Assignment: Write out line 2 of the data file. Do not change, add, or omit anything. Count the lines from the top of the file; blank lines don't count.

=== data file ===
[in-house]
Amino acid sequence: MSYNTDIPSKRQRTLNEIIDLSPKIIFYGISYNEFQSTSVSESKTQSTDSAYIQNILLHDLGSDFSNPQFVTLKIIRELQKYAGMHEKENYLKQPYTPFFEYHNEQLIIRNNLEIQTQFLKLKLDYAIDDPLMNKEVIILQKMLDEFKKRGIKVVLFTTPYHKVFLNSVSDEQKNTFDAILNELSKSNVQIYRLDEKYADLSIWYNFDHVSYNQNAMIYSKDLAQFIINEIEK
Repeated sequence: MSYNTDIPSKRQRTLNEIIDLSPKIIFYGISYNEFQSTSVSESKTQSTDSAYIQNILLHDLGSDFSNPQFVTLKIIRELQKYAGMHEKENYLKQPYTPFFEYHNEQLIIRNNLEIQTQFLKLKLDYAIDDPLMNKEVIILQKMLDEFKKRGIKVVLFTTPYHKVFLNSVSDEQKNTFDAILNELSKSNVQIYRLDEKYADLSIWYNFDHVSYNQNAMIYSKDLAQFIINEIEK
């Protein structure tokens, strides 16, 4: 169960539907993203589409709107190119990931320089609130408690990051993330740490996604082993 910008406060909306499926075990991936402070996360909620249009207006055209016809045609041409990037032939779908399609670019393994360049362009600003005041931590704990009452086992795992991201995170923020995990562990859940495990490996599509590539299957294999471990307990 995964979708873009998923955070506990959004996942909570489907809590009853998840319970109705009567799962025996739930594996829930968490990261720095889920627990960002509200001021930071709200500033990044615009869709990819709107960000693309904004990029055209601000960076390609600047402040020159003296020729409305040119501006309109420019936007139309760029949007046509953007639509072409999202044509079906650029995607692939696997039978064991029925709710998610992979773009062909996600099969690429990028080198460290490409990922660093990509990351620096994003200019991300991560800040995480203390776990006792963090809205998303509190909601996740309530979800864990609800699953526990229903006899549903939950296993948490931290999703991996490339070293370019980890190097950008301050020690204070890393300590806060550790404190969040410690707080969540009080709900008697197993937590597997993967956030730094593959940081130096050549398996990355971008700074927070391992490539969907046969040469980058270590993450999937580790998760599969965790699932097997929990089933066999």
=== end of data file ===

Amino acid sequence: MSYNTDIPSKRQRTLNEIIDLSPKIIFYGISYNEFQSTSVSESKTQSTDSAYIQNILLHDLGSDFSNPQFVTLKIIRELQKYAGMHEKENYLKQPYTPFFEYHNEQLIIRNNLEIQTQFLKLKLDYAIDDPLMNKEVIILQKMLDEFKKRGIKVVLFTTPYHKVFLNSVSDEQKNTFDAILNELSKSNVQIYRLDEKYADLSIWYNFDHVSYNQNAMIYSKDLAQFIINEIEK